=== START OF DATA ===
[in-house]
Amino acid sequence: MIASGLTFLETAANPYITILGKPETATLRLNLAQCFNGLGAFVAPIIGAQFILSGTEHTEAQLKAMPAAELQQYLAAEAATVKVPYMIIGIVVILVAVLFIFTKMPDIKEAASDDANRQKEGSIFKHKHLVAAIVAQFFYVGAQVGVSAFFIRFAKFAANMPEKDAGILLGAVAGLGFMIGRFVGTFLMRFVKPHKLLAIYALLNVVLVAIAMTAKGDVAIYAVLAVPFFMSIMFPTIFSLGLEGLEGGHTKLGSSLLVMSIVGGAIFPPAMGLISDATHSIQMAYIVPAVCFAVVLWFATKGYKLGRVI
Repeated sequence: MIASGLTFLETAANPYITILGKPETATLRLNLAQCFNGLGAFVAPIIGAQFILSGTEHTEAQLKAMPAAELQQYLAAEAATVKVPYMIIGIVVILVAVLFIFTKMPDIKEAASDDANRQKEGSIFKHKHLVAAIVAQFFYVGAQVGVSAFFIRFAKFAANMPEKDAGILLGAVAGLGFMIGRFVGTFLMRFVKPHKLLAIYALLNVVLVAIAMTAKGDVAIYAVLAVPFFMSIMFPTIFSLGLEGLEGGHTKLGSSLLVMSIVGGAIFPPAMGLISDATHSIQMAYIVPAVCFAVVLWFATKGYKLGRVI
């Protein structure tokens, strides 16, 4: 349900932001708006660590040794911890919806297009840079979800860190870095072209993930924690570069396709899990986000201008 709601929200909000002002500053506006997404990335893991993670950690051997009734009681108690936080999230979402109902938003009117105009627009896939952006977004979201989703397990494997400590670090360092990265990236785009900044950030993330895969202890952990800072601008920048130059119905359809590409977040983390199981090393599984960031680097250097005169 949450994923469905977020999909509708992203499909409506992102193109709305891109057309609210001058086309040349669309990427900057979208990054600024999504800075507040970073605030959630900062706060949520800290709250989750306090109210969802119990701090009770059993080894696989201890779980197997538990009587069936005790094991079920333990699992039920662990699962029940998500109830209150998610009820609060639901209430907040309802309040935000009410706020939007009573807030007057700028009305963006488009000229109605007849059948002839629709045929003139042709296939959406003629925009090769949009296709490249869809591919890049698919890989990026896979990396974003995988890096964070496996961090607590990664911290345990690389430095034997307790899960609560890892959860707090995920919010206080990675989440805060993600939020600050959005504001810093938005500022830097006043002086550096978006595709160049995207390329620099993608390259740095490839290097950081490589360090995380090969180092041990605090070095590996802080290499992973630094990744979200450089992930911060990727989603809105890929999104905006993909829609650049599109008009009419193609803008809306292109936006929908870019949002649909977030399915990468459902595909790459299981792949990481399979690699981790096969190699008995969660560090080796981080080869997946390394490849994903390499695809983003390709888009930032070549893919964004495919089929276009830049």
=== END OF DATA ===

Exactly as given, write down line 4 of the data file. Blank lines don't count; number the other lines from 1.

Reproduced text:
């Protein structure tokens, strides 16, 4: 349900932001708006660590040794911890919806297009840079979800860190870095072209993930924690570069396709899990986000201008 709601929200909000002002500053506006997404990335893991993670950690051997009734009681108690936080999230979402109902938003009117105009627009896939952006977004979201989703397990494997400590670090360092990265990236785009900044950030993330895969202890952990800072601008920048130059119905359809590409977040983390199981090393599984960031680097250097005169 949450994923469905977020999909509708992203499909409506992102193109709305891109057309609210001058086309040349669309990427900057979208990054600024999504800075507040970073605030959630900062706060949520800290709250989750306090109210969802119990701090009770059993080894696989201890779980197997538990009587069936005790094991079920333990699992039920662990699962029940998500109830209150998610009820609060639901209430907040309802309040935000009410706020939007009573807030007057700028009305963006488009000229109605007849059948002839629709045929003139042709296939959406003629925009090769949009296709490249869809591919890049698919890989990026896979990396974003995988890096964070496996961090607590990664911290345990690389430095034997307790899960609560890892959860707090995920919010206080990675989440805060993600939020600050959005504001810093938005500022830097006043002086550096978006595709160049995207390329620099993608390259740095490839290097950081490589360090995380090969180092041990605090070095590996802080290499992973630094990744979200450089992930911060990727989603809105890929999104905006993909829609650049599109008009009419193609803008809306292109936006929908870019949002649909977030399915990468459902595909790459299981792949990481399979690699981790096969190699008995969660560090080796981080080869997946390394490849994903390499695809983003390709888009930032070549893919964004495919089929276009830049």